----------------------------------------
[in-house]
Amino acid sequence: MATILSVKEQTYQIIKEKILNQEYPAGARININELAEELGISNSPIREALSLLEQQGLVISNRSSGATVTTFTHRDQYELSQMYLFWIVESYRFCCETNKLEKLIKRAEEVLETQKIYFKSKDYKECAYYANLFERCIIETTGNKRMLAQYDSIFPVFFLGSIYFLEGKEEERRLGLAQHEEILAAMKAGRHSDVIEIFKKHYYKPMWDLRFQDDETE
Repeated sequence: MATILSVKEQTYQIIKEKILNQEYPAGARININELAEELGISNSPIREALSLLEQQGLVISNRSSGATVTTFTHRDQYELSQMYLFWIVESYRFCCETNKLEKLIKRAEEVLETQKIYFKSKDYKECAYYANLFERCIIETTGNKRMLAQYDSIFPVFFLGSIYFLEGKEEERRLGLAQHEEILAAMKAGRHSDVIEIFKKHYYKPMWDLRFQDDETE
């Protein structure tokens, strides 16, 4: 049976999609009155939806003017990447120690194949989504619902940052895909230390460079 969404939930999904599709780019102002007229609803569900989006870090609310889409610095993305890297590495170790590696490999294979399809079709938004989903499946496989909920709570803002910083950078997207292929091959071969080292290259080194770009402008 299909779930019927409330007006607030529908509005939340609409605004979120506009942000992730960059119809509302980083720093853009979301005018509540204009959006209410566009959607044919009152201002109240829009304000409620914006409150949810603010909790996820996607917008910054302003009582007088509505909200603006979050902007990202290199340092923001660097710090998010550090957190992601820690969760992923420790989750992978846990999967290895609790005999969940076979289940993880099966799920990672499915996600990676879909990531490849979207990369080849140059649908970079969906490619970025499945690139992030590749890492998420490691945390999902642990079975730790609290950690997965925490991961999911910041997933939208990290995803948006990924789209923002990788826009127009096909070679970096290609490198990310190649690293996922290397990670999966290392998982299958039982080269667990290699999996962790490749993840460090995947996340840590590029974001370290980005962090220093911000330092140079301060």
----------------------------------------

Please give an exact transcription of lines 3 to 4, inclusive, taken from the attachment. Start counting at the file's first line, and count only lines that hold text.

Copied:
Repeated sequence: MATILSVKEQTYQIIKEKILNQEYPAGARININELAEELGISNSPIREALSLLEQQGLVISNRSSGATVTTFTHRDQYELSQMYLFWIVESYRFCCETNKLEKLIKRAEEVLETQKIYFKSKDYKECAYYANLFERCIIETTGNKRMLAQYDSIFPVFFLGSIYFLEGKEEERRLGLAQHEEILAAMKAGRHSDVIEIFKKHYYKPMWDLRFQDDETE
């Protein structure tokens, strides 16, 4: 049976999609009155939806003017990447120690194949989504619902940052895909230390460079 969404939930999904599709780019102002007229609803569900989006870090609310889409610095993305890297590495170790590696490999294979399809079709938004989903499946496989909920709570803002910083950078997207292929091959071969080292290259080194770009402008 299909779930019927409330007006607030529908509005939340609409605004979120506009942000992730960059119809509302980083720093853009979301005018509540204009959006209410566009959607044919009152201002109240829009304000409620914006409150949810603010909790996820996607917008910054302003009582007088509505909200603006979050902007990202290199340092923001660097710090998010550090957190992601820690969760992923420790989750992978846990999967290895609790005999969940076979289940993880099966799920990672499915996600990676879909990531490849979207990369080849140059649908970079969906490619970025499945690139992030590749890492998420490691945390999902642990079975730790609290950690997965925490991961999911910041997933939208990290995803948006990924789209923002990788826009127009096909070679970096290609490198990310190649690293996922290397990670999966290392998982299958039982080269667990290699999996962790490749993840460090995947996340840590590029974001370290980005962090220093911000330092140079301060």